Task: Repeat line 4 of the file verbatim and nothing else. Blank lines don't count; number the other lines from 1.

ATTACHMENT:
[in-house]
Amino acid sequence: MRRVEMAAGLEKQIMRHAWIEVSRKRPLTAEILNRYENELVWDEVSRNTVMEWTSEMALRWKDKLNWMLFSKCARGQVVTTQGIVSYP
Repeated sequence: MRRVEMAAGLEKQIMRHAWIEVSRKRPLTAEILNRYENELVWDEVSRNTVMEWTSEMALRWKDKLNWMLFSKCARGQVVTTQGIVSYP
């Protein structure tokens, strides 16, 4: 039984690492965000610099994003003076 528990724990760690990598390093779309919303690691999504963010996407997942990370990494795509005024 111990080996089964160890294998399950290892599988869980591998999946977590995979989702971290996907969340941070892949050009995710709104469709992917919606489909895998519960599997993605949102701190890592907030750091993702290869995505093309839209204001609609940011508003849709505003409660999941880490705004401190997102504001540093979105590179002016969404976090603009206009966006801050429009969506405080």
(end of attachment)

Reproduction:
């Protein structure tokens, strides 16, 4: 039984690492965000610099994003003076 528990724990760690990598390093779309919303690691999504963010996407997942990370990494795509005024 111990080996089964160890294998399950290892599988869980591998999946977590995979989702971290996907969340941070892949050009995710709104469709992917919606489909895998519960599997993605949102701190890592907030750091993702290869995505093309839209204001609609940011508003849709505003409660999941880490705004401190997102504001540093979105590179002016969404976090603009206009966006801050429009969506405080």